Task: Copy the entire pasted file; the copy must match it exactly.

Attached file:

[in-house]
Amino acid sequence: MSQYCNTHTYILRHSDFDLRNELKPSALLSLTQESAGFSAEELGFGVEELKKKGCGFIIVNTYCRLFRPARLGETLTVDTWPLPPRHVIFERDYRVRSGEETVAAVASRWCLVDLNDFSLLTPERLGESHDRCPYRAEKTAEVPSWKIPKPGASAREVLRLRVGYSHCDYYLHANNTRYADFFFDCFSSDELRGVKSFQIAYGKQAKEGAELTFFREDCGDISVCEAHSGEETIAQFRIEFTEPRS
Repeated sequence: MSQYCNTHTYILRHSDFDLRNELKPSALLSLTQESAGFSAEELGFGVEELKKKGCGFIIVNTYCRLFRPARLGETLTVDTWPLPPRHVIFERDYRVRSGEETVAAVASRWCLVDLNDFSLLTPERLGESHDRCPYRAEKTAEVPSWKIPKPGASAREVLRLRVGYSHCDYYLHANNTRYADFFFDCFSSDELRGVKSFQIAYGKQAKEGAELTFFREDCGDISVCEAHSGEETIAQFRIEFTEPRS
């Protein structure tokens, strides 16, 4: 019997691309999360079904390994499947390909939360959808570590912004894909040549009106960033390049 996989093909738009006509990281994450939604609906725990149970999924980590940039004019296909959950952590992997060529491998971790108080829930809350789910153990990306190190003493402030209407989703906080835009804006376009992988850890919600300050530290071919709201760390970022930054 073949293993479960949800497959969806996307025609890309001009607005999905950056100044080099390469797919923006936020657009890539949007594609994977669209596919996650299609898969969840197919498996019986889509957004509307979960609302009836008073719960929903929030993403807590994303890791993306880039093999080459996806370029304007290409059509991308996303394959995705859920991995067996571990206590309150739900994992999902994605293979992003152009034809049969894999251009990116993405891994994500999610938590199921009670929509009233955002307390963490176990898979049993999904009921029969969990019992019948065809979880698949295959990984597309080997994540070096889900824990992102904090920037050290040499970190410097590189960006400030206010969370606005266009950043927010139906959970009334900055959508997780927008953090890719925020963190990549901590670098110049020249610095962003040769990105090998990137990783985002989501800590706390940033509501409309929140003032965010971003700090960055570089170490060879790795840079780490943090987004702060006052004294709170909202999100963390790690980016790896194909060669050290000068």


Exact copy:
[in-house]
Amino acid sequence: MSQYCNTHTYILRHSDFDLRNELKPSALLSLTQESAGFSAEELGFGVEELKKKGCGFIIVNTYCRLFRPARLGETLTVDTWPLPPRHVIFERDYRVRSGEETVAAVASRWCLVDLNDFSLLTPERLGESHDRCPYRAEKTAEVPSWKIPKPGASAREVLRLRVGYSHCDYYLHANNTRYADFFFDCFSSDELRGVKSFQIAYGKQAKEGAELTFFREDCGDISVCEAHSGEETIAQFRIEFTEPRS
Repeated sequence: MSQYCNTHTYILRHSDFDLRNELKPSALLSLTQESAGFSAEELGFGVEELKKKGCGFIIVNTYCRLFRPARLGETLTVDTWPLPPRHVIFERDYRVRSGEETVAAVASRWCLVDLNDFSLLTPERLGESHDRCPYRAEKTAEVPSWKIPKPGASAREVLRLRVGYSHCDYYLHANNTRYADFFFDCFSSDELRGVKSFQIAYGKQAKEGAELTFFREDCGDISVCEAHSGEETIAQFRIEFTEPRS
């Protein structure tokens, strides 16, 4: 019997691309999360079904390994499947390909939360959808570590912004894909040549009106960033390049 996989093909738009006509990281994450939604609906725990149970999924980590940039004019296909959950952590992997060529491998971790108080829930809350789910153990990306190190003493402030209407989703906080835009804006376009992988850890919600300050530290071919709201760390970022930054 073949293993479960949800497959969806996307025609890309001009607005999905950056100044080099390469797919923006936020657009890539949007594609994977669209596919996650299609898969969840197919498996019986889509957004509307979960609302009836008073719960929903929030993403807590994303890791993306880039093999080459996806370029304007290409059509991308996303394959995705859920991995067996571990206590309150739900994992999902994605293979992003152009034809049969894999251009990116993405891994994500999610938590199921009670929509009233955002307390963490176990898979049993999904009921029969969990019992019948065809979880698949295959990984597309080997994540070096889900824990992102904090920037050290040499970190410097590189960006400030206010969370606005266009950043927010139906959970009334900055959508997780927008953090890719925020963190990549901590670098110049020249610095962003040769990105090998990137990783985002989501800590706390940033509501409309929140003032965010971003700090960055570089170490060879790795840079780490943090987004702060006052004294709170909202999100963390790690980016790896194909060669050290000068």